On a similar note the term resistance training is associated with weight lifting movements. Weightlifting is part of resistance training, but resistance training can be as simple as a bodyweight squat. Our MAD curriculum focuses on FUNCTIONAL and SAFE movements. This entails a large amount of bodyweight or light weight movements, with an emphasis on proper technique, and adequate rest between sets. At MAD we have comprehensive approach to your child's health, focusing on core stability/mobility, balance, proper jumping/sprinting mechanics, fundamental weightlifting variations, and flexibility. When put all together this will greatly decrease the risk of injury and greatly enhance performance!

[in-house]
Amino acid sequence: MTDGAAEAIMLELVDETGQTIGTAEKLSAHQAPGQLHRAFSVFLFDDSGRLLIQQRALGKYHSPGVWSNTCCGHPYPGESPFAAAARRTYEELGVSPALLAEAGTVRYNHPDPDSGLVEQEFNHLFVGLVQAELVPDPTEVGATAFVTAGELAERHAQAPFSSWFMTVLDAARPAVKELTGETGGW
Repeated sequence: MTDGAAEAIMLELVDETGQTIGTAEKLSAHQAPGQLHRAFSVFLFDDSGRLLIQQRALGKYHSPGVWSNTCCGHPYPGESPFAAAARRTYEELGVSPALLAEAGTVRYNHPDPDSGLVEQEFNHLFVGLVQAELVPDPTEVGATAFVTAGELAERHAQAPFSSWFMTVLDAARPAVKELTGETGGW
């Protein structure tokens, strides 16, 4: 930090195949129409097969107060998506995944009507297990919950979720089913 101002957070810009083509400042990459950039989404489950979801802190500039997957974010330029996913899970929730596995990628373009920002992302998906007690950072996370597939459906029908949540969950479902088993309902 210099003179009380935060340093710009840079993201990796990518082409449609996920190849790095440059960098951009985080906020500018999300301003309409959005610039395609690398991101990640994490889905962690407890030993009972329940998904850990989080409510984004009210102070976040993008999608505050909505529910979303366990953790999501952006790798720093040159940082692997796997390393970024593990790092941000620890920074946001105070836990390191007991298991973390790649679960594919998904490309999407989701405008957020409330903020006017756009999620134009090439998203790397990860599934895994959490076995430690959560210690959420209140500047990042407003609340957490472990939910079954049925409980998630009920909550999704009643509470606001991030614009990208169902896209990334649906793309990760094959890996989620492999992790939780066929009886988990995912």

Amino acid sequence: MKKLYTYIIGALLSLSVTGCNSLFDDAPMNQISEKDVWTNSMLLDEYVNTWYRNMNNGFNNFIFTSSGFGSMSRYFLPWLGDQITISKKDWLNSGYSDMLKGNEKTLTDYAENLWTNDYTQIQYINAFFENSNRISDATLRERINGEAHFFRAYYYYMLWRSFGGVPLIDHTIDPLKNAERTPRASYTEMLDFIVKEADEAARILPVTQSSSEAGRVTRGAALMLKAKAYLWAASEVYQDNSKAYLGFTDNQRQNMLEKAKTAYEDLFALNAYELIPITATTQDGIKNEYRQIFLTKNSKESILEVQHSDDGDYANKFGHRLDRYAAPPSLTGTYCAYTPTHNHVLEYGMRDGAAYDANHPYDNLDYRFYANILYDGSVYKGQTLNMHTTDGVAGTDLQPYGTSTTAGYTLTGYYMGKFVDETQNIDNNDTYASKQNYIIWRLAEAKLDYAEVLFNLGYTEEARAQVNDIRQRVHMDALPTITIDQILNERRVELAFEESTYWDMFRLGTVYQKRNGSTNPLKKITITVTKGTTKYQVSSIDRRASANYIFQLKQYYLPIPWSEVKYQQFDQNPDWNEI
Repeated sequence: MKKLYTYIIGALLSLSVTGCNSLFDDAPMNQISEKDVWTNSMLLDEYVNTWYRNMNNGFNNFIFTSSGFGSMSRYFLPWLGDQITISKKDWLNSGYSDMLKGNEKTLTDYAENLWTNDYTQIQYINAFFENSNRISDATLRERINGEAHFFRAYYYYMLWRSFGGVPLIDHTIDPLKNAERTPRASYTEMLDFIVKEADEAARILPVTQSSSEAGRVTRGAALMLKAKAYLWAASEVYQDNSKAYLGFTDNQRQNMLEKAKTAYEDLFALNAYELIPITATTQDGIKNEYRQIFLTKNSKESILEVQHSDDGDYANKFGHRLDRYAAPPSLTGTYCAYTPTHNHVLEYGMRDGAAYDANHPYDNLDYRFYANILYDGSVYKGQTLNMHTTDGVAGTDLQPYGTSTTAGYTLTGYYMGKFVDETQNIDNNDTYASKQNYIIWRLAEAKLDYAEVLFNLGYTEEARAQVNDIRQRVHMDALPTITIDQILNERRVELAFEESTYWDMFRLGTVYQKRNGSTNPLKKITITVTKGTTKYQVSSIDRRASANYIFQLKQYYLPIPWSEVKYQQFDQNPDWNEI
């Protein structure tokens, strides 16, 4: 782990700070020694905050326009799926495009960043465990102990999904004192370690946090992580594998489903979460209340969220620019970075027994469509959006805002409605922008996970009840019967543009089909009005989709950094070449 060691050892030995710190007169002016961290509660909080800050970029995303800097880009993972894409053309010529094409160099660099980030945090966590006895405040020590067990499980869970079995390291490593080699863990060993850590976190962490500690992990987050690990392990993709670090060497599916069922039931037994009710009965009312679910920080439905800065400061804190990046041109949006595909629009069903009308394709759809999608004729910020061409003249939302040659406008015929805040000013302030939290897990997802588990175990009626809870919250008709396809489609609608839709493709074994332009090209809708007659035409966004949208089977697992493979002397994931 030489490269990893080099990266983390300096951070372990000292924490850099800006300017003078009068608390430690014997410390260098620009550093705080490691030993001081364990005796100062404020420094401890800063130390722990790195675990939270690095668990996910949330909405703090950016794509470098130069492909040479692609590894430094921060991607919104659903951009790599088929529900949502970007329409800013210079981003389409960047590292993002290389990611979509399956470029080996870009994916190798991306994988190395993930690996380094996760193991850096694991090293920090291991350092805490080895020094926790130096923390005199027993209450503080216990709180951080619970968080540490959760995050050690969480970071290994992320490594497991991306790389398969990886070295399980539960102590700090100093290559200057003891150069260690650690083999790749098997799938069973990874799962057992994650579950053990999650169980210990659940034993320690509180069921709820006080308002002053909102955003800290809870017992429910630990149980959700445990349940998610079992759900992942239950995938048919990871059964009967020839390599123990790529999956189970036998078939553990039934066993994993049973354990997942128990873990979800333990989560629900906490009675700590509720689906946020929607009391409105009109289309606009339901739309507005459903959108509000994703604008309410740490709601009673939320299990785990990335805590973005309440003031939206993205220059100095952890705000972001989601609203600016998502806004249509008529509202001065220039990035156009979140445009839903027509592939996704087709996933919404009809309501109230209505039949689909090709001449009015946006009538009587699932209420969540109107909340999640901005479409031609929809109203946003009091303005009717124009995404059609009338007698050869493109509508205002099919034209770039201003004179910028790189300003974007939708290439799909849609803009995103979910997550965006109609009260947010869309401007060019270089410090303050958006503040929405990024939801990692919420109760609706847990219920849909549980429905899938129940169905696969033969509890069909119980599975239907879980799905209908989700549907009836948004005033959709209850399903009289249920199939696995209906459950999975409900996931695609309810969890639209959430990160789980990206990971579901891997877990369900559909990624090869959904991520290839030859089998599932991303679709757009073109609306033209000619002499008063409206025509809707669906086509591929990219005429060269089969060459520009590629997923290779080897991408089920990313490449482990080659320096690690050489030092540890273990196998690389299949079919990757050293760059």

10 Reason for Resistance Training (in youth and adults)

  1. Stronger Muscles

  2. Stronger Bones

  3. Stronger Tendons

  4. Stronger Ligaments

  5. More Muscle Mass/ Less Fat Mass

  6. Higher Metabolism

  7. Decrease Stress Reduction

  8. Greater Physical Capacity

  9. Increased Self-Confidence



- Murray Athletic Development, powering Team Esface Strength

Enhance Your Health. Reduce Injury Risk. Improve Performance.

Murray Athletic Development (MAD) has partnered with Team Esface to offer high level strength training to transform our athlete's bodies and help them maximize their potential on and off the court. 

Long Term Athletic Development